Australian GP boss: Best F1 races have 'huge untapped potential'
|By Andrew van Leeuwen||Tuesday, February 13th 2018, 11:02 GMT|
The push Liberty Media is giving Formula 1 race promoters will help its best events unleash "huge untapped potential", according to Australian Grand Prix boss Andrew Westacott.
F1 bosses recently hosted a meeting of grand prix promoters in London, which Westacott attended before having a day and a half of private talks with Liberty.
The Australian Grand Prix Corporation CEO says there is a clear shift in focus from F1 CEO Chase Carey and his team.
Westacott told Autosport that F1 "wants to move from being a motorsport company to being a media and entertainment brand, and we recognise that we're in that mix".
He added: "I'm extremely happy, and I think their vision is underpinned by three things - great racing, an amazing spectacle, and engaged fans.
"For us running the show here, none of that comes as a surprise to what we do and what we see that fans want.
"I'm extremely enthused about what they're doing and how excited they are.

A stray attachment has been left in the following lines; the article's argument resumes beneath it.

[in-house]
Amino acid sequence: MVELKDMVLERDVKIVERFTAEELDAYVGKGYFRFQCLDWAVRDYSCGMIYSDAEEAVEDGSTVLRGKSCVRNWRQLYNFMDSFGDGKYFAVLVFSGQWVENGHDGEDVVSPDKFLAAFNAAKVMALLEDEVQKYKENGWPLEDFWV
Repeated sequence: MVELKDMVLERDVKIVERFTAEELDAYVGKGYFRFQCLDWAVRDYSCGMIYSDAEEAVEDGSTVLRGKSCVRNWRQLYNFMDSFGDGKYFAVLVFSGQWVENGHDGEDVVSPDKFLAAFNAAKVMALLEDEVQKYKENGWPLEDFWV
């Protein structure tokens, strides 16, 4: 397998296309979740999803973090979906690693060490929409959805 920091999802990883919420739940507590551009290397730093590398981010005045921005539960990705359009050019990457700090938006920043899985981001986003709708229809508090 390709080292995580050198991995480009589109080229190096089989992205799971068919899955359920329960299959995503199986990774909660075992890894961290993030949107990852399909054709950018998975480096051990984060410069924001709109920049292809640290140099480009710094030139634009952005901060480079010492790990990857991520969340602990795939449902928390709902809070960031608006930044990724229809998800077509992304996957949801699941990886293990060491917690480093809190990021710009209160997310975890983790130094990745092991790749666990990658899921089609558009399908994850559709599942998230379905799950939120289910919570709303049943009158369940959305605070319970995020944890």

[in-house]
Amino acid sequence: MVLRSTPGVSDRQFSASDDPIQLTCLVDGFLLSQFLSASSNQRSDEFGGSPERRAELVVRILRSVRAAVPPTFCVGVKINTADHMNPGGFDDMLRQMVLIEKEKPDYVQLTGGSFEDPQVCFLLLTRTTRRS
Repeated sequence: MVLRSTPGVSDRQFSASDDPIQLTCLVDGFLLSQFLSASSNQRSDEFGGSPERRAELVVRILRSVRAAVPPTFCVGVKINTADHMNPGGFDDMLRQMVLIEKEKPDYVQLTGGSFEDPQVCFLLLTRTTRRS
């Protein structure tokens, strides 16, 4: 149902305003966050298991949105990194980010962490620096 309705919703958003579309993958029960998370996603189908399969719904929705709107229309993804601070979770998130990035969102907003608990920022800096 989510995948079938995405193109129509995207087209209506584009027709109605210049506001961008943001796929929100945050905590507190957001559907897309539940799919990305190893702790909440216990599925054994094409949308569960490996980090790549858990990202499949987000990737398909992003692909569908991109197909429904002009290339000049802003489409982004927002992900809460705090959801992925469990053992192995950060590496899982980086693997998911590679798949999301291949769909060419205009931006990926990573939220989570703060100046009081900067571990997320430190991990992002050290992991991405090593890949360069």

"There is huge untapped potential in the sport of Formula 1.
"There's a feeling of a different approach and a different philosophy, and it aligns perfectly to what we've been doing in Melbourne for many years and what Melbourne does with all of its events.
"We've got to raise the bar every year. And I wanted to talk about areas where I want to raise the bar even more.
"What's vital, and is helping us, the fact that there's positive direction and positive sentiment now in Formula 1 is building on our own initiatives and as a result of many different things we're in a stronger sales position several weeks out from the event than we have been for a decade."
F1 recently confirmed a shake-up of the weekend schedule this year, with many European races now starting at 3.10pm.
The races will now start 10 minutes past the hour to allow broadcasters to better incorporate the pre-race build-up if their programming starts on the hour.
Speaking before this change was announced, Westacott said he supported the move because it would "provide greater exposure for the city and the event, and the character of each event".